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    Indian army soldiers patrol at the Indo China border in Bumla at an altitude of 15,700 feet (4,700 meters) above sea level in Arunachal Pradesh, India. (File)

    Quad Partners Will Not Defend India Against China - Indian Navy Chief

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    The chief of the Indian Navy has specifically emphasized the "uncertainty of America" as the reason behind India’s reservations against having a military dimension applied to the proposed Quad alliance between the United States, India, Japan and Australia.

    New Delhi (Sputnik) — Signalling major mistrust among members of the proposed alliance between the United States, India, Japan and Australia, namely the Quad, the chief of the Indian Navy, Sunil Lanba, has categorically stated that the alliance will not have a military dimension and will stick to safe and secure economic co-operation in due course as well. Admiral Sunil Lanba, who is also India's senior-most military commander, said India has an unresolved border with China and that there are several reasons to not apply a military dimension to the Quad. 

    READ MORE: China Rebuffs Macron's Remarks on 'Hegemony' in Indo-Pacific Region

    "There are dependencies of the nations involved in the Quad like Australian dependency on China for their economic well-being. The uncertainty of America when push comes to shove. So, I do not think there is a need for a military dimension to the Quad," Admiral Lanba said at a function organized by a think tank in New Delhi.

    The specific mentioning of the uncertainty of America is quite significant as, during the Doklam crisis, when the situation blew out of proportion at the border, the Trump administration maintained baffling silence during the crisis.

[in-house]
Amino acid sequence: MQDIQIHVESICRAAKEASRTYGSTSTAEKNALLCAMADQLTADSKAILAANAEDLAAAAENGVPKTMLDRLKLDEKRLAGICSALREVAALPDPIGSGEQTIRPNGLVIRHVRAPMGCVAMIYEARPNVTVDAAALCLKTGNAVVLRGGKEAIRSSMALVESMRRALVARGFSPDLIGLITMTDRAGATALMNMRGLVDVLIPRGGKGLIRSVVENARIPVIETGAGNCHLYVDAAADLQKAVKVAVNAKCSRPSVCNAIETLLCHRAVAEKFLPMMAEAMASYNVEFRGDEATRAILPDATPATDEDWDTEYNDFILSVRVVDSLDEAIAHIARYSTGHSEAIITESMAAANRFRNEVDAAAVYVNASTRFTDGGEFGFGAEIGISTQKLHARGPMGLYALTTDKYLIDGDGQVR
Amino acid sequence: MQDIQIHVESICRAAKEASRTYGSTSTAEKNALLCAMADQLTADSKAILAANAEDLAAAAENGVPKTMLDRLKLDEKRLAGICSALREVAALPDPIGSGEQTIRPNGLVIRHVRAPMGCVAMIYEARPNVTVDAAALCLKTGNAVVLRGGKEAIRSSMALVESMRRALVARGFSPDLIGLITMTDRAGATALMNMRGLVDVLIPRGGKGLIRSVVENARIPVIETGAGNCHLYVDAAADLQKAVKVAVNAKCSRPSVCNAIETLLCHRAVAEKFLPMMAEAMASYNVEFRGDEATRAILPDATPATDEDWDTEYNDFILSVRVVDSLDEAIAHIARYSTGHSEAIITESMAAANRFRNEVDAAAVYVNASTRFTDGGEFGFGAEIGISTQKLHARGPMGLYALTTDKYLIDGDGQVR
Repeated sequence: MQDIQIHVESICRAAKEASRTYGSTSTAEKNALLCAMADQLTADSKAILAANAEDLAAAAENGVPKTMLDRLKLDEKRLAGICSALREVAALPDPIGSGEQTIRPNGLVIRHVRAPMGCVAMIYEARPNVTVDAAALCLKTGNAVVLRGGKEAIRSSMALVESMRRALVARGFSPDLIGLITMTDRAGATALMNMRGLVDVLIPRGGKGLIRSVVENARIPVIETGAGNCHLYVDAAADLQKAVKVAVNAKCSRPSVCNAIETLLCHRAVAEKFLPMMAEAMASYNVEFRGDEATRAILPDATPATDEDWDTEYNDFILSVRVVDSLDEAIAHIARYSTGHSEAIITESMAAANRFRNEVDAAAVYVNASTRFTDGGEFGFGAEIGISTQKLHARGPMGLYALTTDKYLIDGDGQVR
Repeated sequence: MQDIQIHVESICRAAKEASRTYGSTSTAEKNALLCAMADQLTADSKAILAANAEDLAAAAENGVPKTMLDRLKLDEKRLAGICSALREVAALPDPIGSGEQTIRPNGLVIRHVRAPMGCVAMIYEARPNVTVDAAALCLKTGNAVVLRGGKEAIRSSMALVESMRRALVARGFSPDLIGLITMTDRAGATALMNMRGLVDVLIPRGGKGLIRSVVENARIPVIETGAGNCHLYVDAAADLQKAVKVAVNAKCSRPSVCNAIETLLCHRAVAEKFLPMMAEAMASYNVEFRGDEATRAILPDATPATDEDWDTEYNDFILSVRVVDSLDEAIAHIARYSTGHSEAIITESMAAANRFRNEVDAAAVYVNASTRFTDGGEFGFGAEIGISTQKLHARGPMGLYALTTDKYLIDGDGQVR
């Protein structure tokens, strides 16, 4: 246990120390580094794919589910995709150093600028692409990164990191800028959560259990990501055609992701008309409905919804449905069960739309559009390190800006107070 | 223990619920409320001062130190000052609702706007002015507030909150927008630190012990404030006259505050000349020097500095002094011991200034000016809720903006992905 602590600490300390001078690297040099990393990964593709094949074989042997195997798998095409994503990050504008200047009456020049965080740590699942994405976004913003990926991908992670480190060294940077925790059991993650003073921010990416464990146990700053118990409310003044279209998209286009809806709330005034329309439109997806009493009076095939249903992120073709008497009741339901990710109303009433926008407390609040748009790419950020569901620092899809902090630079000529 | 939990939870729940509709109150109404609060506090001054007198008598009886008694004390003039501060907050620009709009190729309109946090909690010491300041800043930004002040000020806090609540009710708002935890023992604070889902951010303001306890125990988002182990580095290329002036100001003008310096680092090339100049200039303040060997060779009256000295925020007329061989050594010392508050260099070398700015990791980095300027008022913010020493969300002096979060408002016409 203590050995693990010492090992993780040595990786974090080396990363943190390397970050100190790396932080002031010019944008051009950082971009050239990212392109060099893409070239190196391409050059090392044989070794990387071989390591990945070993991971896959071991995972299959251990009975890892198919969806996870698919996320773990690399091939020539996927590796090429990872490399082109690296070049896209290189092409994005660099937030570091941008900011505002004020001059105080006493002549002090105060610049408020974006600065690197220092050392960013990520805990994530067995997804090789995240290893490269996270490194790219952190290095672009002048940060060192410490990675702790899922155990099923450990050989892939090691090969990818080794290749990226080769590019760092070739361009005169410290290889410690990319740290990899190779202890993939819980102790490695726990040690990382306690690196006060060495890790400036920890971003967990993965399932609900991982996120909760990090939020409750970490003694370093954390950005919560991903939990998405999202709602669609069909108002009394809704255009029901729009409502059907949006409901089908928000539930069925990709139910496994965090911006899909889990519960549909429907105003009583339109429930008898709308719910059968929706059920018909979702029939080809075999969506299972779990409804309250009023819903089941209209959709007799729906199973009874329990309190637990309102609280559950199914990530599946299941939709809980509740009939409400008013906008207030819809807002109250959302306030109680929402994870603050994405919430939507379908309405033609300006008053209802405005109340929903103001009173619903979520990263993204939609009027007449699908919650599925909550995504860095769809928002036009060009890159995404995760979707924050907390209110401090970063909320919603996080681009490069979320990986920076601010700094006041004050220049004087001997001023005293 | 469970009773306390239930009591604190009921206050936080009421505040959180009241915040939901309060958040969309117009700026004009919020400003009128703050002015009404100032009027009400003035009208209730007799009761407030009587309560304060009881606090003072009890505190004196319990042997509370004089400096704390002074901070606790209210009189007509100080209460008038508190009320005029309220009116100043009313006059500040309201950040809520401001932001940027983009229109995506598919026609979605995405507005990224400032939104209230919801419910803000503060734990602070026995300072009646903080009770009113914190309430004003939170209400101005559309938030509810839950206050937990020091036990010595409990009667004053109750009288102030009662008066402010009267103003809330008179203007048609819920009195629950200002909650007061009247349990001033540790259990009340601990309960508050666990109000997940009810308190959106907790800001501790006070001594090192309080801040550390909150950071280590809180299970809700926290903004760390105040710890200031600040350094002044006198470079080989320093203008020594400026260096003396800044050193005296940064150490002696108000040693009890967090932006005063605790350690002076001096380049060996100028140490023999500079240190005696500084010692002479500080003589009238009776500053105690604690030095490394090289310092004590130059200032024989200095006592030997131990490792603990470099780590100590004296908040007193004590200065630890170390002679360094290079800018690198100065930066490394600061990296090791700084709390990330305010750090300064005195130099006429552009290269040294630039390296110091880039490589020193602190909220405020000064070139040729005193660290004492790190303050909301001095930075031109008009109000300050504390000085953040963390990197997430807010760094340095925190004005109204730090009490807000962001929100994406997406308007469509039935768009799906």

"We have to be cognizant of the fact that among the Quad members we are the only one who has the land border with China. Can we expect any members of the Quad, in case there is a difference of opinion and conflict on our northern border, to come to our rescue? Nobody will come and hold your hand," Admiral Lanba pointed out.  

    READ MORE: Psychological Warfare: US, Australia's Anti-China Lobbies Team Up – Scholars

    Not applying a military component to the Quad alliance indicates the importance India attaches to the opinions of the East Asian countries, as most of the countries view India as a regional power in the Asia-Pacific region, but do not favor any polarization of defense and trade.

    Last week, Singapore's defense minister Ng Eng Hen sounded his reservation against the Quad and rather emphasized an "inclusive regional security architecture" wherein all small and large states have ways and means to resolve disputes through peaceful means. Admiral Lanba on Wednesday also indicated that India would maintain its growing defense and trade partnership independently in the region, which is also known as China's backyard. 

    READ MORE: India Downplays Chinese Threat in Indian Ocean, Says No Tension With China

    "We are the only navy which has an open invitation to visit Vietnam and we have been doing this annually. Ships have been docking into Vietnam and ships have also gone onto Cameron Bay. I had the privilege to visit Vietnam last year and I was the first naval chief who was given access to the Vietnamese part of the naval harbor at Cameron naval bay," Lanba added.

    The first meeting of the proposed Quad took place last November in Manila where diplomats from India, the US, Japan and Australia met after a long hiatus. The Quad alliance was first mooted in 2007 by Japanese Prime Minister Shinzo Abe.

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    uncertainty, economic benefits, militant group, conflict, Indian navy, Sunil Lanba, Donald Trump, India, Australia, China, Japan, United States
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